Rehabilitating Inmates through Horses

The Delaware State Police and the Vaughn Correctional Center work together to promote “responsibility and integrity.”

Work release programs that help inmates transition back to the community and self-improvement are nothing new in the corrections system. Programs in which inmates improve themselves by caring for police horses are rare. Delaware, in fact, may have the only one in the country.

“The Massachusetts State Police have a mounted patrol unit which allows offenders just to care for the barn,” says Delaware State Police Master Cpl. Alison Meadows. “But we cannot locate another unit where offenders play such an integral role.”

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When the DSP mounted patrol unit moved from Bellevue State Park in Wilmington to Smyrna in October, its proximity to the James T. Vaughn Correctional Center provided an opportunity to partner with the inmates (called “students”) to care for one Shire and five Percheron draft horses. The animals require a tremendous amount of care and upkeep. Meadows, the only full-time trooper assigned to the unit, relies on the help to keep up. “For five to six weeks at a time, students complete 240 hours’ worth of instruction, including feeding, grooming, barn maintenance and outdoor care,” Meadows says.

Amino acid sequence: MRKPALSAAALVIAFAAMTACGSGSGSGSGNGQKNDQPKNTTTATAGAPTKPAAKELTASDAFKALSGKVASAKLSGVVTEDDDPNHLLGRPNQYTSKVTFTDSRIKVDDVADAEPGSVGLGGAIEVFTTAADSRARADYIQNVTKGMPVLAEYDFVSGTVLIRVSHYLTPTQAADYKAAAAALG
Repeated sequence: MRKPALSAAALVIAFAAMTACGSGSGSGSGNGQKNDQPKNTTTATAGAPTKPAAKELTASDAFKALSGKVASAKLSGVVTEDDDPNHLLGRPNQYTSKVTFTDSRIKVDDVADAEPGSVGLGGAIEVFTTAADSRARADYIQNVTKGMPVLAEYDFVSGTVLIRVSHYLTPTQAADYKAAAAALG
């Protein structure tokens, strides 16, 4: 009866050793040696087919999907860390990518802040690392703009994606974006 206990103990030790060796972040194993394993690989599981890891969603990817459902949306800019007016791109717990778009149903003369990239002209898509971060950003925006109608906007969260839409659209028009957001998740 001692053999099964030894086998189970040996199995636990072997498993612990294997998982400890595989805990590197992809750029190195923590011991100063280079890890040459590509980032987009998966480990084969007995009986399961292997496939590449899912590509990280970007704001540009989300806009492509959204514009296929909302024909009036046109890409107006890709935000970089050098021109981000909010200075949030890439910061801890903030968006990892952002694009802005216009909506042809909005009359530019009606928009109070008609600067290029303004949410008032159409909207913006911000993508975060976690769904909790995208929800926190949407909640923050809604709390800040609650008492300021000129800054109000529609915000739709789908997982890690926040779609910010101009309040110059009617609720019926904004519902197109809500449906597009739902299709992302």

Steven Mantia, 24, of Newark, feels the work he is doing will help him when he’s released. “It is helping me gain responsibility and integrity,” he says.

The mounted unit started in 2012. Its services are often requested at events with big crowds, such as the Firefly Music Festival, and parades. “The mounted patrol helps bridge that gap between law enforcement and the community,” Meadows says. “The presence of the horses breaks down barriers and entices communication, but it’s their sheer size that can help diffuse situations.”

Jim Hutchins, warden at Center for Violation of Parole at the Vaughn center, says that, as of yet, none of the students has chosen a career working with horses. Meadows says that’s OK. “Just being able to develop skills, feel confident and learn to make better choices is a success,” she says.

State Police Cpl. Joshua Dear trims the mane
of Leo, a member of the force’s mounted patrol unit.

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